Uh oh. Tummy rumbling. And you’re just about to head out. You hesitate. Should I eat? What should I eat? I don’t want that brick-in-the-gut feeling. Or a stitch. Or have to pull into the woods for an emergency landing. The question…the question…what to eat before a run?
I once had an accounting professor who was also a runner. Energetic, demanding, sharp as a tack and exceedingly well loved, he quipped once to me that the only reason he ran was so that he could eat whatever the hell he wanted.
Although I admired his discernment in class, his advice definitely doesn’t apply before a run.
The consensus is – eat as little as possible, given the workout you’ve got in mind. Generally the less chow in there the better.
If you’re going to be out less than a half hour, don’t worry about eating. You won’t be able to metabolize what you eat anyway and it won’t give you much of a kick. Put up with the rumblings until you get back and you’ll be thankful you did.
If you’ve got a longer run planned, a smart food choice might just make the difference between smooth sailing and, say, run interrupted.
Got to Eat (or You’ll Die)?
If you gotta eat, you gotta eat.
So if you have to eat, but you’re not squeezed to fit in your long run right away, chow down and then chill for a few hours.
What Not to Do
But if you need to fit your run in there are some good choices and some not-so-good ones before you hit the road.
I’ve had my fair share of gastric misadventures on the run, including one wretchedly timed long run (that turned into a short one) immediately after Thanksgiving dinner. I know the initial good intentions of running on, say, a full tank.
But there’s no need for you to suffer the same deflation. Particularly if there’s no place on your route to duck into the bushes, so to speak.
Fortunately, science and experience can give us some guidance.
The Good Stuff
What you need is reasonably healthy food with, for the most part, simple carbohydrates that your body can convert to something usable (primarily glucose), in a reasonable amount of time.
Here’s the short list of the runner’s friends that should do the trick.
Bananas. They’re easy to digest and a good source of potassium, which is lost in sweat, critical for the functioning of the heart and the firing of muscles. Bananas have a high but not super-high glycemic index (a measure of how a food’s contents can be converted to glucose by the body) which translates into a nice even energy supply. A terrific energy boost, individually packaged in yellow wrappers in convenient snack sizes. Perfect.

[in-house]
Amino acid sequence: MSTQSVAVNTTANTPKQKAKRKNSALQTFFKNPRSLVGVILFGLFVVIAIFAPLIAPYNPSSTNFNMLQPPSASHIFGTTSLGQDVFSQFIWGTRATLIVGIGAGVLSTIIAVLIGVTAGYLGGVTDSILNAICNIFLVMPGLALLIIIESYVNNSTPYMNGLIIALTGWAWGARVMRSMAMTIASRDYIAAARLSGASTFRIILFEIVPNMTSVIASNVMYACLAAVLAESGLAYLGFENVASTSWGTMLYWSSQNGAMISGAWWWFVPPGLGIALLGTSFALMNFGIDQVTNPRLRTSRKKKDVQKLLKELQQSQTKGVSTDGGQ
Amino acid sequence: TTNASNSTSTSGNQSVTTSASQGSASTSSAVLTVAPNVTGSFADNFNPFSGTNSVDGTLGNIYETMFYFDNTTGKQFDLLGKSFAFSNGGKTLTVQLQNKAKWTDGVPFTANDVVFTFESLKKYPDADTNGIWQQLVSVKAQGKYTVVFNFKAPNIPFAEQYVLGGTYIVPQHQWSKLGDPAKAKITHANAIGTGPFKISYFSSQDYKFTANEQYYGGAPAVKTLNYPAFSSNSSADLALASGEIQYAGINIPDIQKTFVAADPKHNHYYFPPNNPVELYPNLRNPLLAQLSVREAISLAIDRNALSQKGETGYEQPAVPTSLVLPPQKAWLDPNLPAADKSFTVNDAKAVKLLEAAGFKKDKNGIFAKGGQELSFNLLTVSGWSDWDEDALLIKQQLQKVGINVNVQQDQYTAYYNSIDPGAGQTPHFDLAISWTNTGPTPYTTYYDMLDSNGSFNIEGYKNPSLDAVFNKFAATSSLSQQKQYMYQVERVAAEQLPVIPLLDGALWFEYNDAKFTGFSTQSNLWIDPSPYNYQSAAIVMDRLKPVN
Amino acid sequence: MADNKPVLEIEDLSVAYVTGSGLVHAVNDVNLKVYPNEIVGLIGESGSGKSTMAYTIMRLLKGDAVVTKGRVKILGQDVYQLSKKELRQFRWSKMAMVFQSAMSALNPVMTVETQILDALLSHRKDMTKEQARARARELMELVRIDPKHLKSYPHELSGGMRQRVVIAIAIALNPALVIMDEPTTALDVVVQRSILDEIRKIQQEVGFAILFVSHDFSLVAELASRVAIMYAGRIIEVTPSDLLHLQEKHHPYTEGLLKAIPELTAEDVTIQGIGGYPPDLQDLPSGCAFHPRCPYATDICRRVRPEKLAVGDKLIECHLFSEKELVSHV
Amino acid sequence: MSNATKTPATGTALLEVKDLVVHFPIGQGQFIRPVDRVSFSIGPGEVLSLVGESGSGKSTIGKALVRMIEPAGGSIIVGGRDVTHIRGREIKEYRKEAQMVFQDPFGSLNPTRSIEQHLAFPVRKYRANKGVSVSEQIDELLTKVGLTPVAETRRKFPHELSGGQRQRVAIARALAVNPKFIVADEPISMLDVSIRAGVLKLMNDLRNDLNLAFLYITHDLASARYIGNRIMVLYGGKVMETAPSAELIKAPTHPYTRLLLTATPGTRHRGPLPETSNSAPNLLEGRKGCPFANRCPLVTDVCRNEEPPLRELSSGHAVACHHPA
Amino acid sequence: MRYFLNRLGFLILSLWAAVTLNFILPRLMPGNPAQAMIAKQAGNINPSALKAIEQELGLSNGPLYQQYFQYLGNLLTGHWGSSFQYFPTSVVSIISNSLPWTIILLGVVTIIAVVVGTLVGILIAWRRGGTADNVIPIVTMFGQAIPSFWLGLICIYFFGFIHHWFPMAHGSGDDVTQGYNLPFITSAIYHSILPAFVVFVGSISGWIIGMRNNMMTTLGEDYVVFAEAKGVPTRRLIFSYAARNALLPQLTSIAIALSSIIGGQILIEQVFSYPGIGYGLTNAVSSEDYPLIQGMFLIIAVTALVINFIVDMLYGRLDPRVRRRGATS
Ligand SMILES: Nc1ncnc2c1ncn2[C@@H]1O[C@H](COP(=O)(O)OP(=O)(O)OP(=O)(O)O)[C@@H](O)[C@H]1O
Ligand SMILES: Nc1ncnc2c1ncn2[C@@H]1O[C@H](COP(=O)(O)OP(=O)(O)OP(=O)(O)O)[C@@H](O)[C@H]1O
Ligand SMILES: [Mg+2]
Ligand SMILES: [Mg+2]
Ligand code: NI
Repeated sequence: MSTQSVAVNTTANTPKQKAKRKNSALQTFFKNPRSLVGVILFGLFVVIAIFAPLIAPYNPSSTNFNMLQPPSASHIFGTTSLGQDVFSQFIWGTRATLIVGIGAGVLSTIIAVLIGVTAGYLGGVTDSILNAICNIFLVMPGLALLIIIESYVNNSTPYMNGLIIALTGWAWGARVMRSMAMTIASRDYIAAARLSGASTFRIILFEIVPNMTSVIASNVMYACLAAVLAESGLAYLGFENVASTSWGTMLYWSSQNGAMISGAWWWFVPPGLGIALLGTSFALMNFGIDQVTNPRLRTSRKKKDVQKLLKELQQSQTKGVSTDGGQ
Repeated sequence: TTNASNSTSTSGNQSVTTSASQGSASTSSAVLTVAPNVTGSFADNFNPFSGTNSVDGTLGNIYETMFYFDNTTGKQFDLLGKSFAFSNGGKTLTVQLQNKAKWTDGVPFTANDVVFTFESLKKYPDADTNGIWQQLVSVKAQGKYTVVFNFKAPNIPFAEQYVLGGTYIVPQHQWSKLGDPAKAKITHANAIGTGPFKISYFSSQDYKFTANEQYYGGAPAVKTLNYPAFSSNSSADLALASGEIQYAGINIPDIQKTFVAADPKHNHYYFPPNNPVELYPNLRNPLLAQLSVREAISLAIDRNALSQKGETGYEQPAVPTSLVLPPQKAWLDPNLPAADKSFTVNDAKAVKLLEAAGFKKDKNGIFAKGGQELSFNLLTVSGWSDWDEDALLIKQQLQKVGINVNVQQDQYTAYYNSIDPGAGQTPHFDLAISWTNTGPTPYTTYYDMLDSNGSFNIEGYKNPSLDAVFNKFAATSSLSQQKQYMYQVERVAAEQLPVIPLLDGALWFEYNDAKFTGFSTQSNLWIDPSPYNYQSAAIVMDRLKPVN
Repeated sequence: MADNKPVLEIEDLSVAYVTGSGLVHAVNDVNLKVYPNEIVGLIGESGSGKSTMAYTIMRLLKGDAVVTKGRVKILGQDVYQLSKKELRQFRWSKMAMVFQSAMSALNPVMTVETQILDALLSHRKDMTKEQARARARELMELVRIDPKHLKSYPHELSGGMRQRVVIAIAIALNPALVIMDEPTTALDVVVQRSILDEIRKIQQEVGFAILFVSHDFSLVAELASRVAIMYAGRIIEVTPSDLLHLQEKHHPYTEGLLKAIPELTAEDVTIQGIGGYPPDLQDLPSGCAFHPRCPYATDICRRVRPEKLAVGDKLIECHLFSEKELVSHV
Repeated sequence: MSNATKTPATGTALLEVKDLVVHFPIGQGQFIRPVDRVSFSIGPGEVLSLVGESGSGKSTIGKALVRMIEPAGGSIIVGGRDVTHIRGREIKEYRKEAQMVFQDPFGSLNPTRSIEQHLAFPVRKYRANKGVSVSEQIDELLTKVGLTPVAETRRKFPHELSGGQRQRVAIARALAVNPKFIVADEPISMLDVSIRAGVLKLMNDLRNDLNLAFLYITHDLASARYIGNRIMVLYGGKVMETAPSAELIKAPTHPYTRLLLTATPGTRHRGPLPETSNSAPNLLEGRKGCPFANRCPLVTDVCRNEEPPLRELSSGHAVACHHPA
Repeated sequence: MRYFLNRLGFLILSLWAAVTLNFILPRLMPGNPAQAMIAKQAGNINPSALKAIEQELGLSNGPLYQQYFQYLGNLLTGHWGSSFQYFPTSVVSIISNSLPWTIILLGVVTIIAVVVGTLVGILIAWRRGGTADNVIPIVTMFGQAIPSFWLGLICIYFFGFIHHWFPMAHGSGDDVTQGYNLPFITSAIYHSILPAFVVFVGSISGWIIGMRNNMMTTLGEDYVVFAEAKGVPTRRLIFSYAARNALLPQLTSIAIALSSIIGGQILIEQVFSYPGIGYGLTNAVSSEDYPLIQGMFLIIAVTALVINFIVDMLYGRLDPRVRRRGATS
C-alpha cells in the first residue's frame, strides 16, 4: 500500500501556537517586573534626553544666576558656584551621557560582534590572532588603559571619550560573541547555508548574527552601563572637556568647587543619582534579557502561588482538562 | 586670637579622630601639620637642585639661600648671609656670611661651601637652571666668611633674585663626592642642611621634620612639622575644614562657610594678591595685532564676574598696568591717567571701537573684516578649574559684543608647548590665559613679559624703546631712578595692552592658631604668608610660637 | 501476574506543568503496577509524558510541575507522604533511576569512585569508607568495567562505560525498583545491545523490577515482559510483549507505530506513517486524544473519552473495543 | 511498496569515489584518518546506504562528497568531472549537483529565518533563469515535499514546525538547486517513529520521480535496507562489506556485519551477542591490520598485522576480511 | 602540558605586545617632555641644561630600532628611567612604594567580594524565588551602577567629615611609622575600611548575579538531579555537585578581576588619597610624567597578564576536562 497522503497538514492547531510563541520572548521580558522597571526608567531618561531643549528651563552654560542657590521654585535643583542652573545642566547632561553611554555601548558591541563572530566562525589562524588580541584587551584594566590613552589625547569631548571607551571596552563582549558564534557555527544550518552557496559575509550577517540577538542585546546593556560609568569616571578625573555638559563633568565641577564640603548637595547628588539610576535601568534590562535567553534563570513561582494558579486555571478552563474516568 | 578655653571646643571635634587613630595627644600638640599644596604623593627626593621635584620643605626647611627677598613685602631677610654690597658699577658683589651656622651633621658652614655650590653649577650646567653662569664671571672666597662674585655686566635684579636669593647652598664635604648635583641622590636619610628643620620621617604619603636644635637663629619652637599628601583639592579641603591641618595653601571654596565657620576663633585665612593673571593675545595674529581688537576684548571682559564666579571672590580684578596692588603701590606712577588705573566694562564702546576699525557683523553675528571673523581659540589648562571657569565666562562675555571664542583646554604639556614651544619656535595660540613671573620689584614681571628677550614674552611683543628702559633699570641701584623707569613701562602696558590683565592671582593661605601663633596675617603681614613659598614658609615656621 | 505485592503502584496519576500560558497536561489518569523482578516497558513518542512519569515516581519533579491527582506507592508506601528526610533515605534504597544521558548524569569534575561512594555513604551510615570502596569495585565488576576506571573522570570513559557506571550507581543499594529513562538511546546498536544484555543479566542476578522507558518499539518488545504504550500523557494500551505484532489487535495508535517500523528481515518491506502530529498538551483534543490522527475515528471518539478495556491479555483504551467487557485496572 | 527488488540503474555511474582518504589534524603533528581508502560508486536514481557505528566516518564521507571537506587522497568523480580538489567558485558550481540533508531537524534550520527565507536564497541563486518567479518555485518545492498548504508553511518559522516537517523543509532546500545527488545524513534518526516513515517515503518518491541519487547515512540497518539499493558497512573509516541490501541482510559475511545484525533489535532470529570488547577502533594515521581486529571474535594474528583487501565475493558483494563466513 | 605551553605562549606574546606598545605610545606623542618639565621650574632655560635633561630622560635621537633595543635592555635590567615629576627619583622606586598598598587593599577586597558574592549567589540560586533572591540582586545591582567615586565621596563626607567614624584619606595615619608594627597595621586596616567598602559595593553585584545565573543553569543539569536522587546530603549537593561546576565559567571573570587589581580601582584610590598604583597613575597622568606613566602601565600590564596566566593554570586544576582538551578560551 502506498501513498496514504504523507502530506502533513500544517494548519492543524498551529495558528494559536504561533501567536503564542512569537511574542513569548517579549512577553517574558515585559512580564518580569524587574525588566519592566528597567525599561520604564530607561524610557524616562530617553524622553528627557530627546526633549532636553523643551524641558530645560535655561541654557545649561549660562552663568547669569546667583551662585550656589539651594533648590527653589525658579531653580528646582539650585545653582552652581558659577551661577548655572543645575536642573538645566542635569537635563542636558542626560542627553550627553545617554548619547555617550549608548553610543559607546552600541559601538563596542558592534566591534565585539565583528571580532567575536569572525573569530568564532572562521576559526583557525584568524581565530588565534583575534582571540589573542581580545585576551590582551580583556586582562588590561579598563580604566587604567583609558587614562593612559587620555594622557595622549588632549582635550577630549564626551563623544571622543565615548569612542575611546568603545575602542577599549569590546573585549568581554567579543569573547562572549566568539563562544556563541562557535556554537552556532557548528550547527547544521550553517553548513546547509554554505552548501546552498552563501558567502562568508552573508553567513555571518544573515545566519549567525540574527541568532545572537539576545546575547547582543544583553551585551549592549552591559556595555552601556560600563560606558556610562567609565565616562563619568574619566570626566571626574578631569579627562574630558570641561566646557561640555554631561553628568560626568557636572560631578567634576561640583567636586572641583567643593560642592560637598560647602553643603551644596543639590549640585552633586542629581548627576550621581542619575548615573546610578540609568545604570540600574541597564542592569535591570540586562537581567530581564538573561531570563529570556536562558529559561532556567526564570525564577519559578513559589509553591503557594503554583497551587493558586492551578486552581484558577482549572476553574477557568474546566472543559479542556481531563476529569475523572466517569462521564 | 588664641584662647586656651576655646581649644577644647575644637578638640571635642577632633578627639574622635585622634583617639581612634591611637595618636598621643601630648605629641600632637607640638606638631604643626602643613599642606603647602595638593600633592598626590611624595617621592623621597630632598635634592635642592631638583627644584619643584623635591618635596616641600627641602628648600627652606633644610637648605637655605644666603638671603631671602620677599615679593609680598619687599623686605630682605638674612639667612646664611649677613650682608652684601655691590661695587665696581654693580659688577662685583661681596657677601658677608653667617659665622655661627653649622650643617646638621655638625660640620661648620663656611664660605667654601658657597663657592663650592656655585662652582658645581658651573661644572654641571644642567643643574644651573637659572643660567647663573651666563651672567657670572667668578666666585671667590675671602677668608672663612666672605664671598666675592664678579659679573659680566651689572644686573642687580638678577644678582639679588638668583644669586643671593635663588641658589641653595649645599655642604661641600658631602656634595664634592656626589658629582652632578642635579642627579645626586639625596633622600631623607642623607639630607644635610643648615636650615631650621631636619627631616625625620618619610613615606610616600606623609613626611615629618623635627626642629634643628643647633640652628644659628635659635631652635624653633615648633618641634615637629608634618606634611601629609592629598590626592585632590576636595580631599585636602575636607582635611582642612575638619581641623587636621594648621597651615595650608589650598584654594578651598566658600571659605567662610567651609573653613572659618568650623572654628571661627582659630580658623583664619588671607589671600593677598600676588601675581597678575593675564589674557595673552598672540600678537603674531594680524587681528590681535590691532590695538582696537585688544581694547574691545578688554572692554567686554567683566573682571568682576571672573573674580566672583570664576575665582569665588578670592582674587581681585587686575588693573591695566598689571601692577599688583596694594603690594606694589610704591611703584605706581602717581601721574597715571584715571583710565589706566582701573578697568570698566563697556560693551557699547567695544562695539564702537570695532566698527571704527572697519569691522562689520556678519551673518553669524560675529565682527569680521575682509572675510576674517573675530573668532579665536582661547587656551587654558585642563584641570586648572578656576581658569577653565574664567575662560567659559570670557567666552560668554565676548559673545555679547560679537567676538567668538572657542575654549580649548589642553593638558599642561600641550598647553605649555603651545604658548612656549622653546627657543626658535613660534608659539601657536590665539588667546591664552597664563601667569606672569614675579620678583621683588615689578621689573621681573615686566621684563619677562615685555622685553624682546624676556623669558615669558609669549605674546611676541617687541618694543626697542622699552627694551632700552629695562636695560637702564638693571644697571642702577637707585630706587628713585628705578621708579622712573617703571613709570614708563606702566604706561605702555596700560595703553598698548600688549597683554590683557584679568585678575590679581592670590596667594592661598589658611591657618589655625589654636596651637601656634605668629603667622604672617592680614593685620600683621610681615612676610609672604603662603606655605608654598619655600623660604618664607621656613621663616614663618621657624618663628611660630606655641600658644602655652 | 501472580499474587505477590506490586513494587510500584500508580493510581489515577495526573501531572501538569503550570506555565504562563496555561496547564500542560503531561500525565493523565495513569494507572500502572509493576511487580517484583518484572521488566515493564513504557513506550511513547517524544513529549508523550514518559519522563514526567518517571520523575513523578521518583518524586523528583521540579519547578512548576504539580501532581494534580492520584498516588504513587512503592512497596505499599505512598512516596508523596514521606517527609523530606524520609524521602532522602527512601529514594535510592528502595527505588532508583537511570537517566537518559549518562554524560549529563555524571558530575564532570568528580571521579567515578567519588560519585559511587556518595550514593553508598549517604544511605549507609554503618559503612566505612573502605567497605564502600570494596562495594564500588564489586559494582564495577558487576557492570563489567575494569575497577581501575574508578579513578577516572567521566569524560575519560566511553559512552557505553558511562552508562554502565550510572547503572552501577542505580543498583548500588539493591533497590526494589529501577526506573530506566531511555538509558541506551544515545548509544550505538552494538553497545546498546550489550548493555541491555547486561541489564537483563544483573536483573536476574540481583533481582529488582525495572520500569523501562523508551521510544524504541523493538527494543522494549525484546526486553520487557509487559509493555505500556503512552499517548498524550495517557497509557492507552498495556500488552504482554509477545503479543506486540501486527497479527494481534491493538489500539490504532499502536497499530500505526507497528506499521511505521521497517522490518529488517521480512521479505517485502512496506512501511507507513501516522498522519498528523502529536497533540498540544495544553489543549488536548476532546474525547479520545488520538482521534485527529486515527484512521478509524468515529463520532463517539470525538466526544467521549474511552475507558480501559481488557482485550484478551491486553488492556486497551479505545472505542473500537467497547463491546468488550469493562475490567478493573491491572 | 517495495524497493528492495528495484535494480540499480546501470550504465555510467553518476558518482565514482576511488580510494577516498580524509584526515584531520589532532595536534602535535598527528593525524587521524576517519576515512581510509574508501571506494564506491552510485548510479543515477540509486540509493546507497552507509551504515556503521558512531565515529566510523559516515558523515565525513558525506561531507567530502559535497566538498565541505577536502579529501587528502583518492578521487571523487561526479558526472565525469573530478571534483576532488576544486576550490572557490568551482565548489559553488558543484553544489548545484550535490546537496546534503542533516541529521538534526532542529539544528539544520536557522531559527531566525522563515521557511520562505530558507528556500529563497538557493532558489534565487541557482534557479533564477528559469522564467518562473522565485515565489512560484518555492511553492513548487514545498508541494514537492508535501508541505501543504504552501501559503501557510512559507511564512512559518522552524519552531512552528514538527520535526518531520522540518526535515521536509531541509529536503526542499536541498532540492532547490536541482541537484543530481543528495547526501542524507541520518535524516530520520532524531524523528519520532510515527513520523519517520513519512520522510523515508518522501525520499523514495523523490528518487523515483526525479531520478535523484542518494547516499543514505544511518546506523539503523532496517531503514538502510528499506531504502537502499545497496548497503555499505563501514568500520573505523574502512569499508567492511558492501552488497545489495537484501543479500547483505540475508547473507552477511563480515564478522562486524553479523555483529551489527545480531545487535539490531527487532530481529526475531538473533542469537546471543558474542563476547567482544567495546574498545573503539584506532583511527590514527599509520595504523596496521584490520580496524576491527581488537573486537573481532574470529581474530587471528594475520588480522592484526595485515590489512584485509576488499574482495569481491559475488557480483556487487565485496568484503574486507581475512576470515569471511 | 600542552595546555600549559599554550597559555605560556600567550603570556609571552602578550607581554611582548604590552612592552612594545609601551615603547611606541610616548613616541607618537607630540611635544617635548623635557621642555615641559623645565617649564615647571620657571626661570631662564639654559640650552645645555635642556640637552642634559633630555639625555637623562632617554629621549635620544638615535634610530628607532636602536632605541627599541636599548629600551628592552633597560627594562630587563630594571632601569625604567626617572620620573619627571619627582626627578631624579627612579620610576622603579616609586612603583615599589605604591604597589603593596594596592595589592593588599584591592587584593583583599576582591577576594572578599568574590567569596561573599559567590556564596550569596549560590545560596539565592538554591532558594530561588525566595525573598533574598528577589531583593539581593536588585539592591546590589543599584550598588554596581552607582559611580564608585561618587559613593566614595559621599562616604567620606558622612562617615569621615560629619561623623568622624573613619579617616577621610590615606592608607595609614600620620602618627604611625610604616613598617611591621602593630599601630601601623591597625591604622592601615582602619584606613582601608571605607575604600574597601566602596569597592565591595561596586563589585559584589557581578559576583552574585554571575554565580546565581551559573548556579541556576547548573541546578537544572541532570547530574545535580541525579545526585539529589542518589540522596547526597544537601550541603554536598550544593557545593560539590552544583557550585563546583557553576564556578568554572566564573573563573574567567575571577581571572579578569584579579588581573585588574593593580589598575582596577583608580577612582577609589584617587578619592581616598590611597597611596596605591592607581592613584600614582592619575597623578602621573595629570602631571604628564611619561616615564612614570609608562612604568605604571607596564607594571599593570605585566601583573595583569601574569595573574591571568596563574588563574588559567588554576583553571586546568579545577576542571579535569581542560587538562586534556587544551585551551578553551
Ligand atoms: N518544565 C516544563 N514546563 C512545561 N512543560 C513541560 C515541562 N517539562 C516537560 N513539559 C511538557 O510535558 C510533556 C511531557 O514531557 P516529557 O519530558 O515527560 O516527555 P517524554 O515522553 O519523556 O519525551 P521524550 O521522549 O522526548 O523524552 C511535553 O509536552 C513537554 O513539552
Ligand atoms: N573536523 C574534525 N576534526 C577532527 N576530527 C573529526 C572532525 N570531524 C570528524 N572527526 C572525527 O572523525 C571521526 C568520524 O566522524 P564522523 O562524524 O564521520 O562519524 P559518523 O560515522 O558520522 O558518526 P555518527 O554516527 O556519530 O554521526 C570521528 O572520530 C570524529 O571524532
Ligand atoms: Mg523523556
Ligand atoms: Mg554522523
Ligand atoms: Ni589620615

The Stuff You Want to Stay Away From
Chips, pop, junk food. I would say try it once and see how it works out for you. Or not.
Raw vegetables. So healthy. But they take a while to digest and just aren’t that great to deal with ahead of a run. Cooked vegetables are better, but that takes some of the immediacy out of the need for feed.
And interestingly you might want to avoid apples, grapefruit, pears and prunes. They’re all slow-release carbs which aren’t quite as good when you’re looking for a quick energy boost.
Power drinks, gels (or even orange juice). With these, you’re really talking about introducing glucose quickly into the body. While these are useful for marathoners whose muscles are sucking down body glucose at a great rate and potentially depriving their brain of it, you shouldn’t need them. Dumping all that glucose into your body at once for a training run is just going to make your body work harder to deal with it.
If you’ve got time, get something small into your body that it can deal with easily and metabolize reasonably slowly. Ultimately, all you want to do is give yourself enough energy to both enjoy the run and to eventually reach a meal proper.
And then eat whatever the hell you want. (Just kidding!)
See you out there.